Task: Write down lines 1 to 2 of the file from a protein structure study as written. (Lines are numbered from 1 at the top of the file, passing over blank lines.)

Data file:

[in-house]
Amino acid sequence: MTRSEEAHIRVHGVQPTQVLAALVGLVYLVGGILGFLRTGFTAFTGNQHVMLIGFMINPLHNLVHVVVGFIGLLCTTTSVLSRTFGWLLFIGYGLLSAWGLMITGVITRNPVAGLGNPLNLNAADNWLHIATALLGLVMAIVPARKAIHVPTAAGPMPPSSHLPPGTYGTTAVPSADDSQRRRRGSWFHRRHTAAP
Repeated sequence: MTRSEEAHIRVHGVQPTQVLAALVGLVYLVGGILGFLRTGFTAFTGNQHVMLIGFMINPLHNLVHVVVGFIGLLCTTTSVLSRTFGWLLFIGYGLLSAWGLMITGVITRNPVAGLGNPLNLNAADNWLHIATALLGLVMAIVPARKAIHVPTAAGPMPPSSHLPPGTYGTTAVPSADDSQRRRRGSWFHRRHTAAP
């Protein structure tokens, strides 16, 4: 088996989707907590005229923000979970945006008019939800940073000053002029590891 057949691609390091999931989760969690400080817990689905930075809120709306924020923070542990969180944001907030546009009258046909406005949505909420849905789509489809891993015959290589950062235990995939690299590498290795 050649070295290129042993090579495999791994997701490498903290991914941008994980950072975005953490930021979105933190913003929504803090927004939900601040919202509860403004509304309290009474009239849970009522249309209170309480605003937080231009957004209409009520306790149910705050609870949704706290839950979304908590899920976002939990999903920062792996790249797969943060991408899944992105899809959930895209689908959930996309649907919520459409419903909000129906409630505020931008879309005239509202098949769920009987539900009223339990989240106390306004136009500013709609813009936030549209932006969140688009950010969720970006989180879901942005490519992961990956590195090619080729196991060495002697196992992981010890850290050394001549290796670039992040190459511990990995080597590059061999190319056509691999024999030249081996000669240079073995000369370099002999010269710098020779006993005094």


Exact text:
[in-house]
Amino acid sequence: MTRSEEAHIRVHGVQPTQVLAALVGLVYLVGGILGFLRTGFTAFTGNQHVMLIGFMINPLHNLVHVVVGFIGLLCTTTSVLSRTFGWLLFIGYGLLSAWGLMITGVITRNPVAGLGNPLNLNAADNWLHIATALLGLVMAIVPARKAIHVPTAAGPMPPSSHLPPGTYGTTAVPSADDSQRRRRGSWFHRRHTAAP